At the same time, Alex was screaming and crying hysterically in his bed, sobbing so hard we couldn’t extract from him what, if anything, hurt. He finally settled on it being his ear, and we gave him some Calpol. But I don’t think he was actually awake through either of the two iterations of screaming; I don’t know if his ear really hurt, or if he dreamed it.

When Alex was finally settled, and Fiona (who had awakened with the racket) was down again, I went to my bed. The shivering had passed off, and I was feeling fevered, so hot that the duvet was uncomfortable, my pyjamas unbearable, and my pillow too warm. I tossed and turned and drifted into a sleep full of fever dreams.

When I woke up this morning, I was fine.

The Inevitable September 11 Post

Like most bloggers, I find the events of September 11 an almost irresistible topic. I’d like to write about some of them now: the factors that led up to the events of the day, some of its consequences. I’m going to touch on people, religion, life and death. It’s a story that spans continents and decades.

But it’s not about bin Laden. No, nor is it about Allende. This predates both of those events.

One day, the Catholic society at Stanford University needed some paperwork collated and stapled. The committee members roped in everyone they could ethically coerce: roommates, friends, acquaintances. Among them was a tall lanky guy from San Jose, with thick brown hair that showed red when the sun shone on it and clear blue eyes. Another of the staplers was a vivacious girl from Southern California, with rich brown eyes and dark hair. The students talked while they worked, and these two hit it off. The Palo Alto sunshine seemed a little brighter, the campus a little more beautiful, by the time the work was over.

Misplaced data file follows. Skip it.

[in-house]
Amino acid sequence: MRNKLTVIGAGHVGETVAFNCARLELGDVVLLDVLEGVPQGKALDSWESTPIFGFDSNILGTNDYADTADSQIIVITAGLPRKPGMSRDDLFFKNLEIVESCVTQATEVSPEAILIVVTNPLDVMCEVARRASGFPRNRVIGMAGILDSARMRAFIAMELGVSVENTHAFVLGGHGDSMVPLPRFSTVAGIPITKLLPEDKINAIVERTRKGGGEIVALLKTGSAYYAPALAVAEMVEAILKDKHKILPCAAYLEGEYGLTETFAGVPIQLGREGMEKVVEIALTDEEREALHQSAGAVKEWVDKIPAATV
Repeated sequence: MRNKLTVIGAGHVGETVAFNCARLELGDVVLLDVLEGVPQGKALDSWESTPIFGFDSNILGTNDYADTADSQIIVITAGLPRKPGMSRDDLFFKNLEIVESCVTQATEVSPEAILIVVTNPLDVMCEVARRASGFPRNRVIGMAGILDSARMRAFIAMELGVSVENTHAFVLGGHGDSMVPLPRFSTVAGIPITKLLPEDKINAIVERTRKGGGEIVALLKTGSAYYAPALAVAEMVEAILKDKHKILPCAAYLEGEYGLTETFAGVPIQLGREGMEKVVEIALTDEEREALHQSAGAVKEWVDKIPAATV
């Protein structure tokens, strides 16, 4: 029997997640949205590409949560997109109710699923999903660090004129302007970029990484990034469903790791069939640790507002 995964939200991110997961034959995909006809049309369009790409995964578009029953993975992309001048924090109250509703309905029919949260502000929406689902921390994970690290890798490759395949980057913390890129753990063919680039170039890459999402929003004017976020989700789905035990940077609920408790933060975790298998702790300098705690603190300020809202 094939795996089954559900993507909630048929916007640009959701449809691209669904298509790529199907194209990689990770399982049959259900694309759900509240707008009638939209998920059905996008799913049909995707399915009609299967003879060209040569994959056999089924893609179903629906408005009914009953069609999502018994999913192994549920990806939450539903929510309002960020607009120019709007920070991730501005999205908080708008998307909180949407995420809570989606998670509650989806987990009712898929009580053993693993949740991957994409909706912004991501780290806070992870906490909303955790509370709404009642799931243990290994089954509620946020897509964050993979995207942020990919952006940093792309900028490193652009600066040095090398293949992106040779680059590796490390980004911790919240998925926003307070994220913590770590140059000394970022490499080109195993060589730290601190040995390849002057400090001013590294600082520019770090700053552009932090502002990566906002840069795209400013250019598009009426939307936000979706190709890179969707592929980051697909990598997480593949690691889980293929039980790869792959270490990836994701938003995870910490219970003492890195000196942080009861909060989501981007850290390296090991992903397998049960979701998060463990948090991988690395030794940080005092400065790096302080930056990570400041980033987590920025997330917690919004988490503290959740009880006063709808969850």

Then he vanished.

But a letter came before the plot of their story could be diverted from its course, before she forgot him, before he became a might-have-been. He had been an alternate for a course of study in France, and one of the students had a medical ban on travel. She read the airmail letter (the texture and sound of the thin, crackly airmail paper held a nostalgic quality for her for years afterward), and all the ones that followed it. But their relationship was new, and contact dropped off.